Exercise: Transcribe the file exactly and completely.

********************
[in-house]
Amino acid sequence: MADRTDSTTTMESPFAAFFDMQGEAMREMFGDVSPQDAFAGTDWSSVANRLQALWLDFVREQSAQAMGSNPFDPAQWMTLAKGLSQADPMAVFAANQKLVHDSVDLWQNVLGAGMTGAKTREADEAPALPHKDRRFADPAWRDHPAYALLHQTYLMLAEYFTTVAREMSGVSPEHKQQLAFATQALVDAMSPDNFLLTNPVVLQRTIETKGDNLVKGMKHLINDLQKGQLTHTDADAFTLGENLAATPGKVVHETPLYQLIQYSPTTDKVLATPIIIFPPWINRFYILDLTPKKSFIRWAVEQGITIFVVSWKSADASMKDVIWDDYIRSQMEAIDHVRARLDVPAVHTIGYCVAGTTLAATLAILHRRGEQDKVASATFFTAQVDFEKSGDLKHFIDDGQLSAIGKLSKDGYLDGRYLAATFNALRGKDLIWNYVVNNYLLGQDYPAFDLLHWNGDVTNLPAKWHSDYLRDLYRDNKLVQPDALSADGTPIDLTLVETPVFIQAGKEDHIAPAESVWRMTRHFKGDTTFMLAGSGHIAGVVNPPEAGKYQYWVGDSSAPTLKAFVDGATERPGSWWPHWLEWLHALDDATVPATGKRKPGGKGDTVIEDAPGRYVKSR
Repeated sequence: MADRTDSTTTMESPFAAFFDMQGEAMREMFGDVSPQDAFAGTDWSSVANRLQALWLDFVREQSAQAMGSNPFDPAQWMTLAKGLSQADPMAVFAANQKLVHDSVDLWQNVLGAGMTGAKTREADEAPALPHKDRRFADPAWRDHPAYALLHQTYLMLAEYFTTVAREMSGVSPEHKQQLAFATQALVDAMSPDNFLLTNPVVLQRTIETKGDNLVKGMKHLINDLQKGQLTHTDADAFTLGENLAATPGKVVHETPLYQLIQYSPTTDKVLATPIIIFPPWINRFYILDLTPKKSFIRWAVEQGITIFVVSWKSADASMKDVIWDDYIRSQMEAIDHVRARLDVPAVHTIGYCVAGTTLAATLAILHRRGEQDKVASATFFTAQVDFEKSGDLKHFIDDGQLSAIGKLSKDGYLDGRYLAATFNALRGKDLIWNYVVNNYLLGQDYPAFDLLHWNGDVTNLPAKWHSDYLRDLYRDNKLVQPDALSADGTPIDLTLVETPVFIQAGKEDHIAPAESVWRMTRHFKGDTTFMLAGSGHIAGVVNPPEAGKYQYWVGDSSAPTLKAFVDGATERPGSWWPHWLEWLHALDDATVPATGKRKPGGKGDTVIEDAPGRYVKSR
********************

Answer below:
[in-house]
Amino acid sequence: MADRTDSTTTMESPFAAFFDMQGEAMREMFGDVSPQDAFAGTDWSSVANRLQALWLDFVREQSAQAMGSNPFDPAQWMTLAKGLSQADPMAVFAANQKLVHDSVDLWQNVLGAGMTGAKTREADEAPALPHKDRRFADPAWRDHPAYALLHQTYLMLAEYFTTVAREMSGVSPEHKQQLAFATQALVDAMSPDNFLLTNPVVLQRTIETKGDNLVKGMKHLINDLQKGQLTHTDADAFTLGENLAATPGKVVHETPLYQLIQYSPTTDKVLATPIIIFPPWINRFYILDLTPKKSFIRWAVEQGITIFVVSWKSADASMKDVIWDDYIRSQMEAIDHVRARLDVPAVHTIGYCVAGTTLAATLAILHRRGEQDKVASATFFTAQVDFEKSGDLKHFIDDGQLSAIGKLSKDGYLDGRYLAATFNALRGKDLIWNYVVNNYLLGQDYPAFDLLHWNGDVTNLPAKWHSDYLRDLYRDNKLVQPDALSADGTPIDLTLVETPVFIQAGKEDHIAPAESVWRMTRHFKGDTTFMLAGSGHIAGVVNPPEAGKYQYWVGDSSAPTLKAFVDGATERPGSWWPHWLEWLHALDDATVPATGKRKPGGKGDTVIEDAPGRYVKSR
Repeated sequence: MADRTDSTTTMESPFAAFFDMQGEAMREMFGDVSPQDAFAGTDWSSVANRLQALWLDFVREQSAQAMGSNPFDPAQWMTLAKGLSQADPMAVFAANQKLVHDSVDLWQNVLGAGMTGAKTREADEAPALPHKDRRFADPAWRDHPAYALLHQTYLMLAEYFTTVAREMSGVSPEHKQQLAFATQALVDAMSPDNFLLTNPVVLQRTIETKGDNLVKGMKHLINDLQKGQLTHTDADAFTLGENLAATPGKVVHETPLYQLIQYSPTTDKVLATPIIIFPPWINRFYILDLTPKKSFIRWAVEQGITIFVVSWKSADASMKDVIWDDYIRSQMEAIDHVRARLDVPAVHTIGYCVAGTTLAATLAILHRRGEQDKVASATFFTAQVDFEKSGDLKHFIDDGQLSAIGKLSKDGYLDGRYLAATFNALRGKDLIWNYVVNNYLLGQDYPAFDLLHWNGDVTNLPAKWHSDYLRDLYRDNKLVQPDALSADGTPIDLTLVETPVFIQAGKEDHIAPAESVWRMTRHFKGDTTFMLAGSGHIAGVVNPPEAGKYQYWVGDSSAPTLKAFVDGATERPGSWWPHWLEWLHALDDATVPATGKRKPGGKGDTVIEDAPGRYVKSR